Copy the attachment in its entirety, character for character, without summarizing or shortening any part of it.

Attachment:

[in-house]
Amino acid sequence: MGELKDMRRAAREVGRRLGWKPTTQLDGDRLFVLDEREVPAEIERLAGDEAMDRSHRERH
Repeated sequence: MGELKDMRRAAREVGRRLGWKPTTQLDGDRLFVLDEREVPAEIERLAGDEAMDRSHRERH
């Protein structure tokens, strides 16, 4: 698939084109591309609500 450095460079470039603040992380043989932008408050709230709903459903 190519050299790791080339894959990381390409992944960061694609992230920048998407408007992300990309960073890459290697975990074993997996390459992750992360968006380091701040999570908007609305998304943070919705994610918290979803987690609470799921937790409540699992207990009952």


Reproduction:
[in-house]
Amino acid sequence: MGELKDMRRAAREVGRRLGWKPTTQLDGDRLFVLDEREVPAEIERLAGDEAMDRSHRERH
Repeated sequence: MGELKDMRRAAREVGRRLGWKPTTQLDGDRLFVLDEREVPAEIERLAGDEAMDRSHRERH
């Protein structure tokens, strides 16, 4: 698939084109591309609500 450095460079470039603040992380043989932008408050709230709903459903 190519050299790791080339894959990381390409992944960061694609992230920048998407408007992300990309960073890459290697975990074993997996390459992750992360968006380091701040999570908007609305998304943070919705994610918290979803987690609470799921937790409540699992207990009952």